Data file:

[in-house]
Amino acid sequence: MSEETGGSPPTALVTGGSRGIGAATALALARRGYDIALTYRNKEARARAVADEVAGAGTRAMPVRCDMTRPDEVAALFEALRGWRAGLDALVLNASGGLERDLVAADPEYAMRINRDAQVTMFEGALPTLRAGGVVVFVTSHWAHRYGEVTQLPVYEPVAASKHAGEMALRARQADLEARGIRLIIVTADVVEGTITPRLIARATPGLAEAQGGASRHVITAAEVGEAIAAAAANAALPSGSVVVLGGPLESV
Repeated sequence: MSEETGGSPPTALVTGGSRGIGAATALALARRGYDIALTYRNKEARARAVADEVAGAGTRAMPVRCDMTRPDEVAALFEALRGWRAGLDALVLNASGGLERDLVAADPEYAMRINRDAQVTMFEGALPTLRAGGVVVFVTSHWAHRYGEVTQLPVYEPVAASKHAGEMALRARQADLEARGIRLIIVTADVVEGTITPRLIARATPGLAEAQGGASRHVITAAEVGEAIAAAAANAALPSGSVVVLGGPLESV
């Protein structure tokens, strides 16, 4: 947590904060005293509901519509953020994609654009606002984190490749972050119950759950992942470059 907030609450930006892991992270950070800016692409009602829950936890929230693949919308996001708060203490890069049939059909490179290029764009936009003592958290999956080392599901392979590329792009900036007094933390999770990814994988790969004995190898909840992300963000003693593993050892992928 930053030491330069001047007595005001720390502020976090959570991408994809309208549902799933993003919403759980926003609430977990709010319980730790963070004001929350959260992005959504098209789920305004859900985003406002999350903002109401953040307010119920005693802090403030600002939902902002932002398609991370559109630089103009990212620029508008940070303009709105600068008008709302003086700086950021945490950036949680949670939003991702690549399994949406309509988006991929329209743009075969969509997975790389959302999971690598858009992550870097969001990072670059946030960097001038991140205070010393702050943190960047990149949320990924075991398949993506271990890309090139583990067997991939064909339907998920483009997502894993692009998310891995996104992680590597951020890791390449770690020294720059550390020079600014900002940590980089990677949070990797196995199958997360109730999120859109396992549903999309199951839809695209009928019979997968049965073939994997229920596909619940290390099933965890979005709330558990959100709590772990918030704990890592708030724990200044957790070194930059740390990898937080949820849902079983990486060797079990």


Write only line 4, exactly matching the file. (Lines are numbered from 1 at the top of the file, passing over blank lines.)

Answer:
């Protein structure tokens, strides 16, 4: 947590904060005293509901519509953020994609654009606002984190490749972050119950759950992942470059 907030609450930006892991992270950070800016692409009602829950936890929230693949919308996001708060203490890069049939059909490179290029764009936009003592958290999956080392599901392979590329792009900036007094933390999770990814994988790969004995190898909840992300963000003693593993050892992928 930053030491330069001047007595005001720390502020976090959570991408994809309208549902799933993003919403759980926003609430977990709010319980730790963070004001929350959260992005959504098209789920305004859900985003406002999350903002109401953040307010119920005693802090403030600002939902902002932002398609991370559109630089103009990212620029508008940070303009709105600068008008709302003086700086950021945490950036949680949670939003991702690549399994949406309509988006991929329209743009075969969509997975790389959302999971690598858009992550870097969001990072670059946030960097001038991140205070010393702050943190960047990149949320990924075991398949993506271990890309090139583990067997991939064909339907998920483009997502894993692009998310891995996104992680590597951020890791390449770690020294720059550390020079600014900002940590980089990677949070990797196995199958997360109730999120859109396992549903999309199951839809695209009928019979997968049965073939994997229920596909619940290390099933965890979005709330558990959100709590772990918030704990890592708030724990200044957790070194930059740390990898937080949820849902079983990486060797079990």